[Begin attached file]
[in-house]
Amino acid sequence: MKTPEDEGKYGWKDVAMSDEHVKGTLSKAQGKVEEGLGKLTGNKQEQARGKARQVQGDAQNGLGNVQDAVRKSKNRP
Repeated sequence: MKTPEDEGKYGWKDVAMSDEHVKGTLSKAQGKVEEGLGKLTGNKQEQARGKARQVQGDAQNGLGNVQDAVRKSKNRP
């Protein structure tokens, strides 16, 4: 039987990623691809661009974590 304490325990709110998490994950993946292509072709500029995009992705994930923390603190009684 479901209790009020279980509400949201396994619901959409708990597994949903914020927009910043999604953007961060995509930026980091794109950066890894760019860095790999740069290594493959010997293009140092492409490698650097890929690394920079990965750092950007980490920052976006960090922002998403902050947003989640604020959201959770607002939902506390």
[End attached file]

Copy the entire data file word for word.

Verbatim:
[in-house]
Amino acid sequence: MKTPEDEGKYGWKDVAMSDEHVKGTLSKAQGKVEEGLGKLTGNKQEQARGKARQVQGDAQNGLGNVQDAVRKSKNRP
Repeated sequence: MKTPEDEGKYGWKDVAMSDEHVKGTLSKAQGKVEEGLGKLTGNKQEQARGKARQVQGDAQNGLGNVQDAVRKSKNRP
């Protein structure tokens, strides 16, 4: 039987990623691809661009974590 304490325990709110998490994950993946292509072709500029995009992705994930923390603190009684 479901209790009020279980509400949201396994619901959409708990597994949903914020927009910043999604953007961060995509930026980091794109950066890894760019860095790999740069290594493959010997293009140092492409490698650097890929690394920079990965750092950007980490920052976006960090922002998403902050947003989640604020959201959770607002939902506390």